An Insanely Cheap Small-Cap With Buyout Potential

With economic growth potentially stagnating, large firms are resorting to buying market share by acquiring rivals or know-how that will help them grow fast and stay one step ahead of the competition. M&A activity in the cash-rich technology industry has grown especially rampant as of late. For example, two giant tech firms, Dell (Nasdaq: DELL) and HP (NYSE: HPQ) feverishly competed to acquire data storage server firm 3PAR (NYSE: PAR).

3PAR has jumped more than three times since the original bid was placed in mid-August and illustrates that the data storage server market is highly appealing. [See: This Company’s 10-Day, +169% Run is Heating up an Entire Sector] Firms and individuals have growing needs for storing and retrieving the massive amounts of electronic data being created these days, be it email, online customer tracking and management, or file backup, just to name a few.

Now, it looks like HP won the bidding for 3PAR, but a small firm that could easily be put into play is Xyratex Ltd. (Nasdaq: XRTX). The stock is incredibly cheap right now — valued at a laughable earnings multiple of five — and would make an easy target for Dell, or a similar competitor.

Xyratex began as part of tech titan IBM (NYSE: IBM) in 1966 but was separated in a management buyout in 1994 and went public at that time. The corporate strategy has evolved over time and currently consists of providing high-end data storage products for hardware and disk drive manufacturers.

More specifically, Xyratex’s primary division sells hard disk drive storage subsystems to the likes of NetApp (Nasdaq: NTAP), Dell, IBM, and Seagate (NYSE: STX). NetApp is the biggest customer, at 48% of last year’s revenue and was followed by Dell at 15%. Xyratex also sells storage infrastructure products that clients use to produce disk drives. Its products have been involved in the cleaning and testing of 75% of all hard disk drives globally.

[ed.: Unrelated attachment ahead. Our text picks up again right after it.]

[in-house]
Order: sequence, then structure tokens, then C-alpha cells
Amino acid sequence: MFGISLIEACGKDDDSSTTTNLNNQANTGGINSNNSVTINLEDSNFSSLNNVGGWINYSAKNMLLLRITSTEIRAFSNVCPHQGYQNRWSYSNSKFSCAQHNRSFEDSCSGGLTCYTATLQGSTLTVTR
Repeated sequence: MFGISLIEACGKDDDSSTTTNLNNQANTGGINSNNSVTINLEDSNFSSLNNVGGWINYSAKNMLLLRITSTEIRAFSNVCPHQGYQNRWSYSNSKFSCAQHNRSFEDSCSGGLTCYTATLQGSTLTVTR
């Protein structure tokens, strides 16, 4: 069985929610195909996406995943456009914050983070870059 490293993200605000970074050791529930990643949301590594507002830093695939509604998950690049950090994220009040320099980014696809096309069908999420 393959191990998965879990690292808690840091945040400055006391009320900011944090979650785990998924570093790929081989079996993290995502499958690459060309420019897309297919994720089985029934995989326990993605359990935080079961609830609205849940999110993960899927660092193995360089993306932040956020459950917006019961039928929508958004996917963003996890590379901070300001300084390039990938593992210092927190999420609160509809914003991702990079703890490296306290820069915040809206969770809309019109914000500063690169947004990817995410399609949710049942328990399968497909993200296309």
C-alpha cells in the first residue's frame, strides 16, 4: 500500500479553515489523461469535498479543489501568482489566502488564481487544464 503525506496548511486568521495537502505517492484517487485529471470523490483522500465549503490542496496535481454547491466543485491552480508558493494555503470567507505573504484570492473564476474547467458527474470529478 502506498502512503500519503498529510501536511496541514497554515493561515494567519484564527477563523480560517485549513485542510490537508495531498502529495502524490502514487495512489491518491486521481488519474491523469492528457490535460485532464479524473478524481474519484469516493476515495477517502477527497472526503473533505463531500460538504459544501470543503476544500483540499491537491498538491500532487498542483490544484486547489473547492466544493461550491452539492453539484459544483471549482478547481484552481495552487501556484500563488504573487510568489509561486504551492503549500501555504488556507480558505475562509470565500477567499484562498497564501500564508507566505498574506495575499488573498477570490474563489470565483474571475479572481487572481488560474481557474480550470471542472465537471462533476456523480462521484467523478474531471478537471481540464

Sales fell in the double digits last year due to the economic downturn and loss of some business from NetApp, but have still averaged more than +13% growth annually for the last five years and have demonstrated a steady upward trend for about a decade now. Profitability tends to fluctuate along with the industry, which despite strong growth tailwinds, remains cyclical. Fortunately, recent trends are on the upswing as analysts project more than $4 in earnings for 2010.

Expectations are for profit improvements to slow from this breakneck pace and dip below $3 per share for the coming year, which a colleague of mine attributes to a higher tax rate as tax credits from past losses run out. At these profit targets, a recent share price of $13 represents a very low earnings multiple of five. Again, profits fluctuate, but Xyratex has been free cash flow positive every year this decade and is debt-free, which makes the shares such a compelling deal.

Xyratex currently sports a market capitalization of $355 million. This places it firmly in small-cap territory and indicates two things. First, growth is easier given the small installed sales base it has to grow from. Secondly, a suitor could acquire it rather easily and for all cash, given the billions of dollars many larger tech firms are holding on their balance sheets. The bargain-basement valuation further supports the buyout argument.

Action to Take –> Xyratex’s fortunes are clearly linked to NetApp, which is a good thing given NetApp has been growing rapidly along with the storage industry. Aside from Dell, NetApp could also be a potential suitor, especially if it wants to push Xyratex’s products out of competitors’ hands. Really, any of its major clients are fair game on the M&A front.

Bids for 3PAR demonstrate the potential upside of a buyout. Additionally, improving operating fundamentals support a P/E multiple closer to overall stock market levels in the mid-teens and suggests that a three-fold increase in the share price could be a conservative target.